The federal government is moving to trade, in bulk, information on expatriate seniors with other countries to save time and money when one of them dies.

About three million Canadians live overseas, including seniors who qualify for federal benefits such as old-age security and the Canada Pension Plan.

Internal government documents prepared for Seniors Minister Filomena Tassi and obtained by The Canadian Press under access-to-information law outline the problem when one those expats receiving benefits dies overseas.

Simply put, details about a death have been passed on ad hoc, leading to delays in reporting and incorrect payments the government had to chase down to get back.

Federal officials have started exchanging digital files in bulk with the Netherlands since a two-way agreement on handling this information was signed in March.

Employment and Social Development Canada, which is responsible for the most of the programs involved, says it and many other foreign governments are looking to sign more such deals to improve the efficiency of public pension programs.

The government is able to pay pensioners abroad and give pension benefits to foreign nationals living in Canada through social-security agreements signed over decades with other countries. Canada has signed 60 such deals, including with the U.S., U.K., Japan, China and Mexico, among others.

These agreements let people who are eligible for benefits from both governments — because they lived and worked in both places for extended periods, for instance — get co-ordinated payments in local currency, which is usually more convenient for them.

In all, old-age security payments went to almost 6.3 million people in March, according to federal statistics, while almost 5.3 million received Canada Pension Plan payments.

The most recent actuarial report on the old-age-security program said that about 1.9 per cent of men and 1.3 per cent of women who received the seniors' benefit lived abroad in 2015. The report also expected these numbers to "slightly increase" in the coming years.

For years, the agreements only allowed personal information about benefits recipients to flow between governments on a case-by-case basis, and on physical paper, to determine whether an expat was entitled to public benefits. ESDC said the exchange of information generally happened when someone applied for benefits through one of the international agreements.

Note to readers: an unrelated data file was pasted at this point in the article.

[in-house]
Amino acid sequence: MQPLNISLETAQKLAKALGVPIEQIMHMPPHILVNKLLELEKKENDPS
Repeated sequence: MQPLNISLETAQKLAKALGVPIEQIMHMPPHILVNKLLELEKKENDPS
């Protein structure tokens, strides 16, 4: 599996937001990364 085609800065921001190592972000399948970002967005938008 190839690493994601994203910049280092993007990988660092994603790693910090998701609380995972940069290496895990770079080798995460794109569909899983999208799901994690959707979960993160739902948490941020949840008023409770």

The presentation provided to Tassi in March noted that there were "no systematic processes in place" for finding out when someone dies abroad.

The result, officials wrote, were delays in reporting deaths that "often result in costly overpayments and prolonged collection efforts" as well as a risk the deceased's "identity and account may be compromised."

The situation was likely to get worse, officials said: "Considering the global patterns in migration, the movement of pensioners around the world, and the lack of systematic processes in place, it is increasingly difficult to obtain timely notification of death of a beneficiary living abroad."

Since 2015, ESDC has tried to solve this conundrum by signing international agreements to digitally ship information on multiple beneficiaries at one with a click of a button. The first such deal was signed with the Netherlands in March and ESDC said the first exchange of information took place in April.

The documents say the Netherlands was selected as the first foreign partner under the department's "death abroad data exchange" initiative because of, among other things, the number of expats in each country's jurisdiction. There are about 5,000 Canadians receiving old-age security and Canada Pension Plan payments in the Netherlands, and about 15,000 Dutch pensioners living in Canada.

The documents say 16 countries were identified as potential partners for the initiative, and that the "timing and volume" of negotiations for future agreements will be weighted against other departmental priorities.